• The Parkdale Community Development Group is a non-profit organization that encourages economic and employment initiatives in the Parkdale area and contributes to the healthy and sustainable development of the neighbourhood as a whole.
  • The Parkdale Community Watch is dedicated to the safety and well-being of the neighbourhood. Recently it was awarded the best neighbourhood watch group from the International Society of Crime Prevention.
  • The Parkdale Pilot Project addresses illegal conversions, seeking to bring buildings in line.

Real Estate

Much of the affluent citizenry departed the community when the Gardiner Expressway cut Parkdale off from the lake, so the neighborhood evolved into an area where only low-rent apartment buildings and social housing were constructed. Some of the remaining South Parkdale mansions, built between 1875 and 1895, were illegally converted into rooming houses and bachelor apartments through the 1970s.


Now, some of these mansions and homes are being immaculately restored to single family use, mixing elements of Queen Anne and Richardson Romanesque styles. You will find affordable grand detached Victorian housing, often three storeys high with five or more bedrooms, on Cowan Avenue and Dunn Avenue, south of King Street and on Melbourne Place. These homes on the wonderful tree lined streets remind us that Parkdale was once Toronto’s wealthiest district.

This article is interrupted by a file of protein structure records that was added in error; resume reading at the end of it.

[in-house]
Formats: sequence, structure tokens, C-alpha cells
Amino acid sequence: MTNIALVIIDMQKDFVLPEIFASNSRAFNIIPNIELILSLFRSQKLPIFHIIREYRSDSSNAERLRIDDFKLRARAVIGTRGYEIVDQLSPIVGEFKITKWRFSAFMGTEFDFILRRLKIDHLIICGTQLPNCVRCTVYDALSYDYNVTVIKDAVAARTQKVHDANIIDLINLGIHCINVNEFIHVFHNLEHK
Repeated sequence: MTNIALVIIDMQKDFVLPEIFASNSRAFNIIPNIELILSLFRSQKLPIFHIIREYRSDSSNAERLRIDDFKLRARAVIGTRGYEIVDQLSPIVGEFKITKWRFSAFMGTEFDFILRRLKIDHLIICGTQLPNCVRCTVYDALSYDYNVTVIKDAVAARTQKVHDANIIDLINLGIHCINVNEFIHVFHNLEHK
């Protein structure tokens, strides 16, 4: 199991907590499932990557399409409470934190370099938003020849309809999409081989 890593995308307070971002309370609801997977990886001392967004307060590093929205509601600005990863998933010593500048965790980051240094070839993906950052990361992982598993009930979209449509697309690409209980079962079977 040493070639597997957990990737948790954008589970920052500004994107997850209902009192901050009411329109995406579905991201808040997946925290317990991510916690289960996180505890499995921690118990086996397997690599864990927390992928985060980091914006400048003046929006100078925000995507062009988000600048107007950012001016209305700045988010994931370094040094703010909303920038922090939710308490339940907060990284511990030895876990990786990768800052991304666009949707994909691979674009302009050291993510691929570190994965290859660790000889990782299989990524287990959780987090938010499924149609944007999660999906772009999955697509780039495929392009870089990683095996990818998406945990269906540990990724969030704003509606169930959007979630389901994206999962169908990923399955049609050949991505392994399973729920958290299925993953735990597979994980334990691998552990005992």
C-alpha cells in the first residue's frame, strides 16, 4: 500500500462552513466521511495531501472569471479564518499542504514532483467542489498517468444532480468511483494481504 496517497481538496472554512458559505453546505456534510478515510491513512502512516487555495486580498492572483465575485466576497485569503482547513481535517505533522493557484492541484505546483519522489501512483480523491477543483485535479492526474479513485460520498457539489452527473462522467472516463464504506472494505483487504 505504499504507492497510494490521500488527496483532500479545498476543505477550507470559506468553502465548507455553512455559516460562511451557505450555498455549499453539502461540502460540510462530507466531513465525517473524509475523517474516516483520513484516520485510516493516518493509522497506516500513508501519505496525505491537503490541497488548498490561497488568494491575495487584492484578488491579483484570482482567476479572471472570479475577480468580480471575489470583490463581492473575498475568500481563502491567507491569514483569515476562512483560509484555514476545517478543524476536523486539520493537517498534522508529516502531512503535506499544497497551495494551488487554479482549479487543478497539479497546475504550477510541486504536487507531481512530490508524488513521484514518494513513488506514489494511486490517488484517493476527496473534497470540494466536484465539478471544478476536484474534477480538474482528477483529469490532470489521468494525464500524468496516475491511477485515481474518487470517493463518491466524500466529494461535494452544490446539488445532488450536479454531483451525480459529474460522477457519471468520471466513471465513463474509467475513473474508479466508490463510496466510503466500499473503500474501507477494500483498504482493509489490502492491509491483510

Free Time Activities in Parkdale


If you love vibrant places, then you should head for Queen Street, the main commercial shopping district in Parkdale. There you will discover a number of eclectic shops and restaurants, cafes, chic bars, boutiques and galleries.

Don’t miss the Roncesvalles Village shopping district north of Queen Street, which is the cultural centre of Toronto’s Polish community, offering outstanding food markets, delis, and restaurants.

For those who enjoy solitude in nature, Parkdale is within walking distance of Toronto’s waterfront parks and other greenspaces, including:

Want to join some community activities by yourself or with your loved ones? There are four Community Centres serving Parkdale residents: